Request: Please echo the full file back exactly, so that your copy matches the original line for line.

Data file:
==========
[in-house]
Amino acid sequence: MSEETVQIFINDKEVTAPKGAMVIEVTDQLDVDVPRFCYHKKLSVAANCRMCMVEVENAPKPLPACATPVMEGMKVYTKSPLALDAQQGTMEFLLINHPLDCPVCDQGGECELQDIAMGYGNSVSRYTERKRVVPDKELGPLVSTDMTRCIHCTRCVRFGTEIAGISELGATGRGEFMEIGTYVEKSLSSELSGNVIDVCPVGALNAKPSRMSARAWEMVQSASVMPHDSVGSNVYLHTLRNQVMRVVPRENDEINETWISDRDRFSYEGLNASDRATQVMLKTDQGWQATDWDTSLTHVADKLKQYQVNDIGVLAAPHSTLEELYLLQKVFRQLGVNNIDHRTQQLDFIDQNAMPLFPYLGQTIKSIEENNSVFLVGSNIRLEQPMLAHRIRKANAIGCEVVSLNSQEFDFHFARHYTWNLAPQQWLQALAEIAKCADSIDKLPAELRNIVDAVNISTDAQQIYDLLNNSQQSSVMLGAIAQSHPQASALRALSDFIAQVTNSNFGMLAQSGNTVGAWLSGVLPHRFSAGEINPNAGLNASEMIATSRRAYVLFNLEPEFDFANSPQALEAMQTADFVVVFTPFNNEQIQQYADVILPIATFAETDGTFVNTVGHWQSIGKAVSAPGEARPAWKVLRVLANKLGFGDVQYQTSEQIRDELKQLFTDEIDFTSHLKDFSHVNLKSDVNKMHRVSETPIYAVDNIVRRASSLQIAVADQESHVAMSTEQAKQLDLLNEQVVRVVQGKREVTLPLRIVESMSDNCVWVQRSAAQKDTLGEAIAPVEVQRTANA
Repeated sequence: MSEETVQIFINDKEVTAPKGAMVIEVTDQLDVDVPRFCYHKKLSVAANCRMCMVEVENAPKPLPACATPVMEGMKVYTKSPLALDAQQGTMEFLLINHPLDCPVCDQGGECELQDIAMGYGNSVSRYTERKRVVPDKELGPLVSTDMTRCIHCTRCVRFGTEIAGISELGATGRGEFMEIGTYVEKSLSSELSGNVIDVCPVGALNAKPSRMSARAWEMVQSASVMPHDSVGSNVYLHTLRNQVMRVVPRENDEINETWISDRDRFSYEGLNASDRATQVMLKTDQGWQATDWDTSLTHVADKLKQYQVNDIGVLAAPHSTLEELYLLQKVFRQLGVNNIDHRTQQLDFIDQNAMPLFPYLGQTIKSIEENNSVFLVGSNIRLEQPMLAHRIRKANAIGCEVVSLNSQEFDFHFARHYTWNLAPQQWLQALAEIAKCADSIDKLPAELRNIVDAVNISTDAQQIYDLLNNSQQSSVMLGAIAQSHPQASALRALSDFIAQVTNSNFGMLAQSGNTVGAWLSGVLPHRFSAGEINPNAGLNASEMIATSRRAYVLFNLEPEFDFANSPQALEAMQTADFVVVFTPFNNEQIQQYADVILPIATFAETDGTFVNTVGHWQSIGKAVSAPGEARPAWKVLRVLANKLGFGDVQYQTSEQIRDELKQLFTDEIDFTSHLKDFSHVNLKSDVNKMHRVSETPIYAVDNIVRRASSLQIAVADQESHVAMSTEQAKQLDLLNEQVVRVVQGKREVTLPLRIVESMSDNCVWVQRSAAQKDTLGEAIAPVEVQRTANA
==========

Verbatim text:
[in-house]
Amino acid sequence: MSEETVQIFINDKEVTAPKGAMVIEVTDQLDVDVPRFCYHKKLSVAANCRMCMVEVENAPKPLPACATPVMEGMKVYTKSPLALDAQQGTMEFLLINHPLDCPVCDQGGECELQDIAMGYGNSVSRYTERKRVVPDKELGPLVSTDMTRCIHCTRCVRFGTEIAGISELGATGRGEFMEIGTYVEKSLSSELSGNVIDVCPVGALNAKPSRMSARAWEMVQSASVMPHDSVGSNVYLHTLRNQVMRVVPRENDEINETWISDRDRFSYEGLNASDRATQVMLKTDQGWQATDWDTSLTHVADKLKQYQVNDIGVLAAPHSTLEELYLLQKVFRQLGVNNIDHRTQQLDFIDQNAMPLFPYLGQTIKSIEENNSVFLVGSNIRLEQPMLAHRIRKANAIGCEVVSLNSQEFDFHFARHYTWNLAPQQWLQALAEIAKCADSIDKLPAELRNIVDAVNISTDAQQIYDLLNNSQQSSVMLGAIAQSHPQASALRALSDFIAQVTNSNFGMLAQSGNTVGAWLSGVLPHRFSAGEINPNAGLNASEMIATSRRAYVLFNLEPEFDFANSPQALEAMQTADFVVVFTPFNNEQIQQYADVILPIATFAETDGTFVNTVGHWQSIGKAVSAPGEARPAWKVLRVLANKLGFGDVQYQTSEQIRDELKQLFTDEIDFTSHLKDFSHVNLKSDVNKMHRVSETPIYAVDNIVRRASSLQIAVADQESHVAMSTEQAKQLDLLNEQVVRVVQGKREVTLPLRIVESMSDNCVWVQRSAAQKDTLGEAIAPVEVQRTANA
Repeated sequence: MSEETVQIFINDKEVTAPKGAMVIEVTDQLDVDVPRFCYHKKLSVAANCRMCMVEVENAPKPLPACATPVMEGMKVYTKSPLALDAQQGTMEFLLINHPLDCPVCDQGGECELQDIAMGYGNSVSRYTERKRVVPDKELGPLVSTDMTRCIHCTRCVRFGTEIAGISELGATGRGEFMEIGTYVEKSLSSELSGNVIDVCPVGALNAKPSRMSARAWEMVQSASVMPHDSVGSNVYLHTLRNQVMRVVPRENDEINETWISDRDRFSYEGLNASDRATQVMLKTDQGWQATDWDTSLTHVADKLKQYQVNDIGVLAAPHSTLEELYLLQKVFRQLGVNNIDHRTQQLDFIDQNAMPLFPYLGQTIKSIEENNSVFLVGSNIRLEQPMLAHRIRKANAIGCEVVSLNSQEFDFHFARHYTWNLAPQQWLQALAEIAKCADSIDKLPAELRNIVDAVNISTDAQQIYDLLNNSQQSSVMLGAIAQSHPQASALRALSDFIAQVTNSNFGMLAQSGNTVGAWLSGVLPHRFSAGEINPNAGLNASEMIATSRRAYVLFNLEPEFDFANSPQALEAMQTADFVVVFTPFNNEQIQQYADVILPIATFAETDGTFVNTVGHWQSIGKAVSAPGEARPAWKVLRVLANKLGFGDVQYQTSEQIRDELKQLFTDEIDFTSHLKDFSHVNLKSDVNKMHRVSETPIYAVDNIVRRASSLQIAVADQESHVAMSTEQAKQLDLLNEQVVRVVQGKREVTLPLRIVESMSDNCVWVQRSAAQKDTLGEAIAPVEVQRTANA